Here we give an overview of our process which involves identifying a problem, understanding the need, researching existing options, considering solutions, pulling together a team, getting input from stakeholders, creating conceptual models and prototypes, testing design concepts, testing for strength and ease of use, designing for production, working out bugs and finally…releasing (and supporting) a great product!
Complex Problems Need Solving
Good products address real needs and solve important, unresolved problems. Understanding the needs requires interactions with people close to the problem—end users, people with disabilities, their families and therapists. The problem is best understood by observing people attempting tasks, using existing equipment and asking questions: how do they do it, why do they do it that way, what else have they tried, and how they would like to do it.
Too many people reinvent the wheel before looking at what’s already available. A thorough investigation of existing products and how people are currently addressing the need is an essential step before spending time and money on a great idea. A critique of existing products includes functional testing and identification of their strengths and limitations, in light of “the ideal” product.
You must know who you are designing for and seek to fully understand their needs, desires and preferences. People differ, so it is important to involve a variety of individuals.
End users are involved throughout the design process: ask questions and observe them to understand their needs and difficulties, ask for feedback on design concepts and user interface details, present different design options, and have them try prototypes through the development process—including use in their environments.
The people we design for are the end users AND their families and others they work with, such as care attendants, therapists, rehab engineers and rehab equipment suppliers. They do not live in a vacuum–they may live at home with their family, or in a group home or residential care facility. They work, go to school and participate in community or adaptive recreation programs.
People across environments are impacted by and interact with the products. Depending on the nature of the design project, different people are invited to provide input and feedback—further illuminating the needs and offering insightful feedback based on their experiences.
Everything can work well in a research lab, but get it in the hands of an end user or a clinician and you’ll see what will work or fail. Watch a person try to operate your product, and you’ll see that what was “obvious” to you is confusing to others. Let someone use it in the Real World environment to do real things, and you’ll find out what works, what doesn’t and what will break.
It is critical to get input from objective people, not just your coworkers or colleagues who like you. It’s very important to invite people to be frank—let them know that you know it’s far from perfect, and you want their honest feedback so you can make it the best product possible.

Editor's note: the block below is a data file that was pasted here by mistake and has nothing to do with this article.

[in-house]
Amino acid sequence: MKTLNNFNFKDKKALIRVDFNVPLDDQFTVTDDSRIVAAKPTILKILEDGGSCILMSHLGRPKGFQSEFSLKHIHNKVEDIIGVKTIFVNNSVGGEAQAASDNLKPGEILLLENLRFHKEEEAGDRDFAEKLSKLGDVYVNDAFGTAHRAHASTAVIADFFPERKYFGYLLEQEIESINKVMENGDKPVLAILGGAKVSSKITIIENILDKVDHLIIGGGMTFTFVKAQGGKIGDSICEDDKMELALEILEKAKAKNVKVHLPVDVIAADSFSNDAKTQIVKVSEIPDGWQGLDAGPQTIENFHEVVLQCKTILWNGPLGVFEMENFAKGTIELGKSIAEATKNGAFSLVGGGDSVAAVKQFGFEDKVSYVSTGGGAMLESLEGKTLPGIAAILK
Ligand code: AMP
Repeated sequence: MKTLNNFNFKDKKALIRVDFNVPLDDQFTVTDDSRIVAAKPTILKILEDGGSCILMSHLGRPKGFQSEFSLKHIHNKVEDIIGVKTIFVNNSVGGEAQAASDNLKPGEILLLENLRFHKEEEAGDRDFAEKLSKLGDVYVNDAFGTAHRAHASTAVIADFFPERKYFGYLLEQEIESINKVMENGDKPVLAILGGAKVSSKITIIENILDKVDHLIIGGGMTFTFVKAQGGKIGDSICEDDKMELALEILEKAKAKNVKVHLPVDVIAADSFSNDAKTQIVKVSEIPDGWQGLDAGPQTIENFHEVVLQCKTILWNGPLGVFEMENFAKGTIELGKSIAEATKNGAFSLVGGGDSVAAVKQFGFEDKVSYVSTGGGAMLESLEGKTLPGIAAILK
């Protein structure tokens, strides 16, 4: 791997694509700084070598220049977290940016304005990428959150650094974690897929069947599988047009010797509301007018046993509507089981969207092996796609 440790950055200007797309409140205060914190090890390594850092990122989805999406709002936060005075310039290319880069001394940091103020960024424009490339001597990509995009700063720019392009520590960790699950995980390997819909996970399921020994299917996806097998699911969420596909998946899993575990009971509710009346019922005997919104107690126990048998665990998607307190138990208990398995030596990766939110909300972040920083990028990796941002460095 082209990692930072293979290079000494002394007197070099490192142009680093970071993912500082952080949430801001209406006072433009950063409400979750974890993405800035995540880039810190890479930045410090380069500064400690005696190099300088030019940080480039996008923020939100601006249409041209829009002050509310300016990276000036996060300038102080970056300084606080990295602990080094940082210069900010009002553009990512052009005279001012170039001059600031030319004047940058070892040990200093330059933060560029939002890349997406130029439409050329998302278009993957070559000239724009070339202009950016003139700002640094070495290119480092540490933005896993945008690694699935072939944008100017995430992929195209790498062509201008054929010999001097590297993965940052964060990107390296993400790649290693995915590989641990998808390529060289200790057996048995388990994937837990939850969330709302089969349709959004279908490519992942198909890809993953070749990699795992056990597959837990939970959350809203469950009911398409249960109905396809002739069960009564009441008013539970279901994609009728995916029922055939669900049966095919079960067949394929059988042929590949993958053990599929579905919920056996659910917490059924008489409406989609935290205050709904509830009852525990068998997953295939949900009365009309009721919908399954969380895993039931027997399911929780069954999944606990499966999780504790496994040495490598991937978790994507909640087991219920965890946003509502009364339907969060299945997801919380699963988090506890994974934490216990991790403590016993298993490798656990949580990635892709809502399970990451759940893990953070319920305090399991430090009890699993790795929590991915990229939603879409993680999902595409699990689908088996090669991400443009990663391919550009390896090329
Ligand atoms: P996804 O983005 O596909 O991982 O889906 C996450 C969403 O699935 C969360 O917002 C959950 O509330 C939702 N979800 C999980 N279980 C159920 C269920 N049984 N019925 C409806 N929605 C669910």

Product Development Process
Clearly specify the scope of the product—who it is for, what it should do, what it won’t do, how big it is, how much effort and reach is required to operate it, what loads it will see, how it will operate, how the end user will access it, can it be customized, what does it need to connect to, environmental considerations, is it portable, what are the safety considerations… and on and on.
Conceptual models are quick and easy ways to get an idea across so others can react to it—before you invest much time or money. Drawings, cardboard mockups, foam core models, paper clips, scissors, napkins and cord—these are the low cost, down and dirty materials we use to quickly “test” or communicate ideas. “Paper models” can demonstrate what a User Interface will be like.
A “Wizard of Oz” technique, illustrating “what will happen next” can get across how something may work, even before you have a working prototype. Making modifications to existing products can be cost-effective and allows a comparison to “what is”. Developing easily changed models using 3D software can be very effective, and it’s just a step away from “printing” a 3D model.
Designing for ALL, including those with disabilities, is central to our design process. Controls are designed for ease of use by everyone, even those with limited physical, and at times cognitive, abilities. Products are developed to accommodate different aspects of use—for the end user with impaired physical abilities, to therapists or family members, who might be setting it up for use.
We use many different design tools, but the two most essential are our 3D CAD program, SolidWorks, and our 3D printer, a Stratasys Dimension printer. We fabricate basic prototypes from plastic, wood and some metal in our workshop.
For precision-machined components, we use outside vendors, including quick-turn prototype houses for precision CNC-machined parts and a machine shop without any fancy electronics. Industrial Designers are contracted, and they use software tools such as Alias.